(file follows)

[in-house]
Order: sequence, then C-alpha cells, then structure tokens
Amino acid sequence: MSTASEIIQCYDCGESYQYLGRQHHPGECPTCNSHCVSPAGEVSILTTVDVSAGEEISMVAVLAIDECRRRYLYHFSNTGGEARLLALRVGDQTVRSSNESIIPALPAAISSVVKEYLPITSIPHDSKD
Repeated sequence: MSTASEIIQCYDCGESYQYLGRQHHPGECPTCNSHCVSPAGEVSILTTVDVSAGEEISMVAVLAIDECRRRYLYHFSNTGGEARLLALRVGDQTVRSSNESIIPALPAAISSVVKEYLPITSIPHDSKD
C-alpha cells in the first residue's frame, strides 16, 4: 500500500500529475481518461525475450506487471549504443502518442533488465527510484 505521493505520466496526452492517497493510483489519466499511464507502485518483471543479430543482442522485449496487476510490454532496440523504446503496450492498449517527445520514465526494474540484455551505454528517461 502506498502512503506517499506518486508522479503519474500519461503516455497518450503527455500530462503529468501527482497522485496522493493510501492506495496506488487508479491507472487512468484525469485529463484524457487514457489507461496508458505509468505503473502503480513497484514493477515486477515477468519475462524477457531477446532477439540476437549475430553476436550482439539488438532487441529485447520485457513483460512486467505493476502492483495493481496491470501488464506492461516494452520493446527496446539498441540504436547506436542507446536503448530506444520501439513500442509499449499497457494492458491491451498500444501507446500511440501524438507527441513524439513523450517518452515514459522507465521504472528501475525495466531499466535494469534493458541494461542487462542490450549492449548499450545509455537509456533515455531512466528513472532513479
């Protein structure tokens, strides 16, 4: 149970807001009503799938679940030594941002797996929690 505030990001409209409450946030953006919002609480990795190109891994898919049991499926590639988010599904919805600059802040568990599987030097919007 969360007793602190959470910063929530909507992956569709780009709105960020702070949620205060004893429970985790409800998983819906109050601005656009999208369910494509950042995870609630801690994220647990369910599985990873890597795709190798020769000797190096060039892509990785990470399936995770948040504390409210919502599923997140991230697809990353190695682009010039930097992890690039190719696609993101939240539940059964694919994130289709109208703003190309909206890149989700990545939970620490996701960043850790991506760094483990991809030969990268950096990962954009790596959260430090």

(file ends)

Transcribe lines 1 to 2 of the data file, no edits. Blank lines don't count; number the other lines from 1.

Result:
[in-house]
Order: sequence, then C-alpha cells, then structure tokens